No really, I mean that. In the most sarcastic way possible.
And yet, as I sit about to type my rant, I can't help thinking how minor my ire is, when compared things going on the rest of the world, some of the huge, some of them not so huge.
There's Japan, certainly, on my mind. I can't begin to imagine how awful things are for the people whose lives were deveistated by the tsunami. Lost loved ones, injuries, property damages... it's really, scary, and makes me grateful to have the roof over my head that I've got (as much as I gripe about it from time to time--but at least I've got a roof over my head to gripe about.)
On the home front, there seems to be a grab for power by radical Republicans in congress, where they are pushing through ultra-conservative agendas with regard to marriage equality and reproductive rights, and in state governments, where unions are being busted in Wisconsin and here in Michigan, where Gov. Snyder is trying to fashion himself into what looks, to all appearances, like some sort of dictator. No, really. Some new bill (which has apparently passed through at least part, if not all, of the process to become a law) would give the Governor the power to decide when a city is so broke it can't function and go in take over. So. The Governor decides "Little Town, you're broke" and he gets to take over. He or his appointees get to dismiss city officials and unincorporate the whole city. He or his appointees can merge school districts, void city contracts... basically do whatever they want. Of course that's a worse case scenario I'm hoping never comes to pass, but the point is: the Governor SHOULDN'T have that kind of power! Seems like a "duh", doesn't it? Oh, and the Governor's new budget may well drive some cities into bankruptcy; there are, from what I have read, new taxes on the poor and elderly, and blue collar folks just struggling to survive and tax *breaks* to big corporations. Now, believe it or not, I can see the logic. Give tax breaks to big business, and businesses grow and new jobs are created.. Sounds great on paper. But I think we all know how that works out in real life: Give tax breaks to big business and business men give themselves an early Christmas bonus. Yes, I'm cynical.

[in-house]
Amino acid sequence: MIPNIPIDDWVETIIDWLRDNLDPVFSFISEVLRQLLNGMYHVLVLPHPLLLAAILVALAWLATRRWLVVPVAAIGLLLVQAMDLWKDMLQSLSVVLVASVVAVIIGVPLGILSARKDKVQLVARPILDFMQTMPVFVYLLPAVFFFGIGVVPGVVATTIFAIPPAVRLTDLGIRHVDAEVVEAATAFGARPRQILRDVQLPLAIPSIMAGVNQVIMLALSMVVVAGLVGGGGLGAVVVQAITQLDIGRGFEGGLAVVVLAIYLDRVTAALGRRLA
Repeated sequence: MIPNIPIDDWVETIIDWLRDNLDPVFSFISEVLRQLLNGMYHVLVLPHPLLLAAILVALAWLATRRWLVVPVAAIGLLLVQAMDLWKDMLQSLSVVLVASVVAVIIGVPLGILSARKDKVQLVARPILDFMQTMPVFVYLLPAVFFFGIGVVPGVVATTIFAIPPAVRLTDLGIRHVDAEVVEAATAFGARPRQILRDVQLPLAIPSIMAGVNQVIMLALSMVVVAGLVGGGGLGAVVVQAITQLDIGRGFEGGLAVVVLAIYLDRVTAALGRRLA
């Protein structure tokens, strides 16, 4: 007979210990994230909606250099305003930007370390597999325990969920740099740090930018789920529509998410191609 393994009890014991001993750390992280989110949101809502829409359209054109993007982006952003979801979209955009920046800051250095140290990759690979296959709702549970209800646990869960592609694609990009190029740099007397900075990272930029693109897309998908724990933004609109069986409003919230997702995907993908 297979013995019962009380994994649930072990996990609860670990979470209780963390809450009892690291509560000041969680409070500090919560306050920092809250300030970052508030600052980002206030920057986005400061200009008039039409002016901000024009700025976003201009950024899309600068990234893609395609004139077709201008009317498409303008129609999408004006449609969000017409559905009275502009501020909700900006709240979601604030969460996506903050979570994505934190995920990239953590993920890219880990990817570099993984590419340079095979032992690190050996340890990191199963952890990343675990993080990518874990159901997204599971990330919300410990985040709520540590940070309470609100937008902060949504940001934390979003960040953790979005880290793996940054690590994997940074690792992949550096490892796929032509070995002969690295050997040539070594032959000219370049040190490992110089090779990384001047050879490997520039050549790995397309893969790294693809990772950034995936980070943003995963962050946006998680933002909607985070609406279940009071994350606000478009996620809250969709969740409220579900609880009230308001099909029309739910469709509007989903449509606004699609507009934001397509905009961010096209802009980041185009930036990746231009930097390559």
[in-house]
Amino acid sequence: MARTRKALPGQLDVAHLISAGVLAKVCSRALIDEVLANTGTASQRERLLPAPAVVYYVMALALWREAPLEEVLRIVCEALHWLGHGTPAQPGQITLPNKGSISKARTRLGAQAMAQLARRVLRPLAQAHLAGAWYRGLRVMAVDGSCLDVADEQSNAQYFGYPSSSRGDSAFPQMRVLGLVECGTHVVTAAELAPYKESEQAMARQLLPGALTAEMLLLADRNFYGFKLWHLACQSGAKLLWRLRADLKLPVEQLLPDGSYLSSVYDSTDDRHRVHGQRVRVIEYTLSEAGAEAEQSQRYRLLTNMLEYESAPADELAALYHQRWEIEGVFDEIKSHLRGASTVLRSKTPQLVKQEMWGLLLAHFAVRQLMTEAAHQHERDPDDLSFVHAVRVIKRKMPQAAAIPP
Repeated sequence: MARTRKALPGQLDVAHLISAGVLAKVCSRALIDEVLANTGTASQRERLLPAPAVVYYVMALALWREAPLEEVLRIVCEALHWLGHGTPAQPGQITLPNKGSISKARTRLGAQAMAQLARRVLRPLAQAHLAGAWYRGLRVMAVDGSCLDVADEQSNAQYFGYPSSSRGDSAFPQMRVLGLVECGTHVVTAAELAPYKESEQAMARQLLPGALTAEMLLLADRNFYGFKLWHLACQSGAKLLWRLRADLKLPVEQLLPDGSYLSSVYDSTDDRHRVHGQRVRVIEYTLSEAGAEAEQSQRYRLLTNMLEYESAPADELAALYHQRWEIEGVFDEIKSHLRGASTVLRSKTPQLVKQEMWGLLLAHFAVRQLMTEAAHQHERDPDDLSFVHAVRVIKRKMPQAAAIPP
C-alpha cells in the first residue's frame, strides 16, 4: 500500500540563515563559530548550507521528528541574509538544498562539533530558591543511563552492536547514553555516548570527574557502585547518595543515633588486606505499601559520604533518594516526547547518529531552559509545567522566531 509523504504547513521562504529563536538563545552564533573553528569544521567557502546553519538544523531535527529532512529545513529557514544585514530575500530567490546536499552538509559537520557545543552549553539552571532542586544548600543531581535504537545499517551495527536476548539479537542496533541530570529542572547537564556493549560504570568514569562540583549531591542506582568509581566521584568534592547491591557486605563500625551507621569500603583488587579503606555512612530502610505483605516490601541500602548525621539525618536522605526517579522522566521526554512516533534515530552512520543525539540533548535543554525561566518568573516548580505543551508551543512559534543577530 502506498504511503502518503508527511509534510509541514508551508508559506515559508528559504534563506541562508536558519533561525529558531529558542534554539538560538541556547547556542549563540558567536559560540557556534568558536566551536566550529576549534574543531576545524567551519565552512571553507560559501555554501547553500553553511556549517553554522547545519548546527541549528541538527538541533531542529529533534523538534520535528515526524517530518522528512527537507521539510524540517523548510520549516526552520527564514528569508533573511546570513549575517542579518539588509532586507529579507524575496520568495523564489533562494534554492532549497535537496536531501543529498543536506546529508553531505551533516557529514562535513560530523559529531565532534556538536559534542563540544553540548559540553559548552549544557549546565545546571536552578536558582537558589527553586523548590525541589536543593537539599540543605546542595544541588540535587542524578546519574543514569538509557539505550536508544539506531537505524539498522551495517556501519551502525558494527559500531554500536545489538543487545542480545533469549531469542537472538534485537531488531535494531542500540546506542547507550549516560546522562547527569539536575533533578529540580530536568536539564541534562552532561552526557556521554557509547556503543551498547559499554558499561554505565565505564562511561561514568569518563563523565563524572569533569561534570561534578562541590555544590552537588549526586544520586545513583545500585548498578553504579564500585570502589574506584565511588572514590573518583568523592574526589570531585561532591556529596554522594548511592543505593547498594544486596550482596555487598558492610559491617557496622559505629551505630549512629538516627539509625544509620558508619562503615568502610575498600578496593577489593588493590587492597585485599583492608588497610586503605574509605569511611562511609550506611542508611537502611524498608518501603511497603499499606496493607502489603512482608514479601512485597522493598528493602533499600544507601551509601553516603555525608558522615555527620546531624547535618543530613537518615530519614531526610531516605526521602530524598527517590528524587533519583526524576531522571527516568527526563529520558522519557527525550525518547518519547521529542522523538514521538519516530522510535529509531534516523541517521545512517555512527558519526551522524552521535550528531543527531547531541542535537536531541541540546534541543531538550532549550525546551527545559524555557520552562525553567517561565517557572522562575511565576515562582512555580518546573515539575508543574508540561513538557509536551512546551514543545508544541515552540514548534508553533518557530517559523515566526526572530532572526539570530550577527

So there you have it. Welcome the new dictatorship of Michigan. Or maybe just the corporation of Michigan with our new CEO.
And no, for the record, I didn't vote for the guy, though if you want to know the truth, most days I feel like it's picking the lesser of the evils on the ballot.
And yet, when I went to call my daughter into school and found that I had no dial tone, I became very unhappy. Well, who wouldn't right? Imagine my escalating ire when I called the company on my mobile to find out what was up and am told that I don't have phone services. Excuse me? I had phone service yesterday. I've still got cable and Internet. Well... ok, a little digging later the guy can tell me that yes, I did have phone service, but I don't now. He has no idea why. I know it's not his fault, he's just reading what he's got on his computer screen in front of him (and he was quite nice, really.) So there's another number I can call to, perhaps, get some answers. The truth is that I think it has to do with the fact that we are changing providers to get a better rate, but the phone service should not have been cancelled until the new line was hooked up.
But in light of everything else going on in the world, do I really have a right to even care? Should it matter at all that I'm out a land line for six or eight hours? I'm always complaining that all I do all day is listen to the phone ring (and it's always a telemarketer). Maybe I should just enjoy the silence and light a candle for the people of Japan--and pray that someone, somewhere, sees reason, because it almost feels like Republicans (some, not all) are trying to grab up power because there's a Democrat in the White House (and I'm not even saying I agree with everything he's done, but he's one man, he can't make *everybody* happy)... but what's really happening is that ordinary working class people are getting hurt. My own family included. Probably yours, too.
What do we do to change that, I don't know. Maybe light more candles and write more letters. Put pressure on our elected officals to remind them that they work for us, not the other way around.